The absolutely ridiculous hit South Carolina defensive end Jadeveon Clowney put on Michigan running back Vincent Smith in the fourth quarter of Tuesday's Outback Bowl was merely the splashiest example of Clowney's dominance in 2012 and the opening day of 2013.
Clowney led the SEC in sacks with 13 despite knee and foot injuries in the second half of the Gamecocks' season, and he also set school marks for tackles for loss (21.5) and sacks in a single game (4.5 against Clemson). At 6-foot-6 and 256 pounds, and moving all over the South Carolina defensive line, he already appears to have everything it takes to make an Aldon Smith-style impact in the NFL. Unfortunately for NFL teams, they'll have to wait until the 2014 draft to avail themselves of Clowney's services.
That's because of the rule requiring every collegiate player to wait three years out of high school before they are eligible for the NFL. Known as the "Maurice Clarett Rule" after the former Ohio State running back who unsuccessfully challenged the rule in 2003, it's an edict that some believe flies in the face of labor and antitrust principles.
"From the NFL's perspective, this was never really about Maurice Clarett," NFL attorney Gregg Levy said after the Second Circuit Court of Appeals overturned a lower court ruling putting the league's prohibition on hold. "It was about a rule that has served the NFL well, served fans well and served players well for many years."
But does it serve Clowney well? The second-year player, who has amassed 21 sacks and 34 tackles for loss in those two campaigns, is a teammate of running back Marcus Lattimore, who suffered a gruesome knee injury during the 2012 season, and will undoubtedly see his professional prospects greatly affected as a result. Clowney seems OK with coming back to South Carolina in 2013 and competing for the Heisman Trophy, but the risk is always there, and other players who have suffered serious injuries (Willis McGahee, DaQuan Bowers, and the list goes on and on) would most likely attest that the reward is minimal at best.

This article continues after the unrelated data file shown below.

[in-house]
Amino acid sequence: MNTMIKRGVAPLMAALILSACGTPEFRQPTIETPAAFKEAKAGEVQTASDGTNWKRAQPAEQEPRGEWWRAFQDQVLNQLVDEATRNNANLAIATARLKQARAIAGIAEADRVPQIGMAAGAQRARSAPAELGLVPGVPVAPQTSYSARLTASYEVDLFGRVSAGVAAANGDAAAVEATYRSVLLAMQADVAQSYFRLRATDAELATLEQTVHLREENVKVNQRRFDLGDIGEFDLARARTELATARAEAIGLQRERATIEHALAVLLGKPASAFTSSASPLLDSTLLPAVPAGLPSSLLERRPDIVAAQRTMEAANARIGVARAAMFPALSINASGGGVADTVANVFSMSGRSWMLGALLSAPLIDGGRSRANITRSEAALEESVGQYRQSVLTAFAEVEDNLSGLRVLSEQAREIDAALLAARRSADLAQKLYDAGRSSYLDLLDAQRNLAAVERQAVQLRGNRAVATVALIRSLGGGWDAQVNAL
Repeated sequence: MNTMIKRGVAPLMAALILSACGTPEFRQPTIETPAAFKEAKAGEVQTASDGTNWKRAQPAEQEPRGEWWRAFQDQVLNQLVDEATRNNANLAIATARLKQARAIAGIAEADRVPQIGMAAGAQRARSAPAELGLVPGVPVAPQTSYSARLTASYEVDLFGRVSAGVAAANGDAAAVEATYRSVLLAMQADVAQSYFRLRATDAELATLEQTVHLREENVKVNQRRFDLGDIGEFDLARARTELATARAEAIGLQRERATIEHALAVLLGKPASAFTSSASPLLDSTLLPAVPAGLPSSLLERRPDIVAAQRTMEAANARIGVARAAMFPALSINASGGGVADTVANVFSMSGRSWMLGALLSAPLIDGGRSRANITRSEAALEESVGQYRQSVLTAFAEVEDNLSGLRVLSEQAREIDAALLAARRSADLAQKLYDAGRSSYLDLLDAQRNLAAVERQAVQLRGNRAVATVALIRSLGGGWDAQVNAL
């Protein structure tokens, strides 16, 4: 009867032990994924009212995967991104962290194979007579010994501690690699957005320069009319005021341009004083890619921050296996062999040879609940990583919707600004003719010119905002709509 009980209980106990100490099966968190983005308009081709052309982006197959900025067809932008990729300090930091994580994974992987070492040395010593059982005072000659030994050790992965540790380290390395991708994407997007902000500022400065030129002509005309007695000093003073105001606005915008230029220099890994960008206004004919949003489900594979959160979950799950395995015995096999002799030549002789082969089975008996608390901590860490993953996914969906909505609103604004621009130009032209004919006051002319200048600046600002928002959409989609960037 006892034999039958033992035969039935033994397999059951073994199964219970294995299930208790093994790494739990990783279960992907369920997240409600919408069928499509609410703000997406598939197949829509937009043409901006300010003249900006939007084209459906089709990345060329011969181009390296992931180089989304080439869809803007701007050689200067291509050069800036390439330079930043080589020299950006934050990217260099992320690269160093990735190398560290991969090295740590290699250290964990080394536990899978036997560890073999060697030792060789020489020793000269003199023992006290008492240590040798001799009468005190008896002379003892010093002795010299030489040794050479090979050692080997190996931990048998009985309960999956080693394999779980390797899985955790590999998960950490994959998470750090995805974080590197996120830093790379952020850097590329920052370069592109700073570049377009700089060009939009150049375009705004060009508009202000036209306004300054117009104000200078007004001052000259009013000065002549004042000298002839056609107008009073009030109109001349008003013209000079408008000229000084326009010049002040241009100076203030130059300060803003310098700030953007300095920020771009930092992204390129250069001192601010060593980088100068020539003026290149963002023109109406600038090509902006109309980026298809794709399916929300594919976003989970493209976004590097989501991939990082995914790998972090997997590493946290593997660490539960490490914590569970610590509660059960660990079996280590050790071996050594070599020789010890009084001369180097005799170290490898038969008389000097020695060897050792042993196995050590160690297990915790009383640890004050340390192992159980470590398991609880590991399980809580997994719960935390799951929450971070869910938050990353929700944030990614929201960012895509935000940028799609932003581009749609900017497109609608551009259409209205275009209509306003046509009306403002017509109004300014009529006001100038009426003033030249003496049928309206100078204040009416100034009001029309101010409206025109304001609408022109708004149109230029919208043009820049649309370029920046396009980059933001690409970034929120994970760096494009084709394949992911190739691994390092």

"I believe a defensive player can win the Heisman next year," Clowney said in mid-December. "That's my next thing, New York. Next season, I am going to come out and try to work harder than I did this season and try to get there."
Head coach Steve Spurrier's take? "He's gotten a lot of attention and he's handled it well, handled it very well," the Ol' Ballcoach said around the same time. "We all know he's a three-year player, which is fine."
Fine for Spurrier, no doubt. We just hope it's fine for Clowney.
Nearly a decade ago, journalist opinion on the denial of Clarett's inability to profit from his athletic potential was anything but mixed. Yes, Clarett made a lot of stupid decisions that got him booted out of school, and yes, he was a washout at the NFL level, but the outcome of one case should not inform the law.
"This is just an outdated rule of convenience for the [NFL and NCAA]," Yahoo's Dan Wetzel wrote on Sept. 23, 2003. "The NFL doesn't want the hassle associated with teenagers, with having to draft on potential ... and college football wants its returning stars, its consistent powerhouse programs, and its calm off-seasons for coaches who, unlike their basketball counterparts, don't have to fret."
Tim Sullivan of the San Diego Union-Tribune was more succinct and just as correct the next day, when he called the NFL's rule "arbitrary, discriminatory, disingenuous and probably indefensible."
It seems that the NCAA and NFL are the only two forces around who can successfully block Clowney. Both organizations should consider themselves fortunate that Clowney seems OK with that. He'd be a far better, and more appealing, subject than Clarett if he wanted to challenge the rule that impacts his ability to profit from his potential.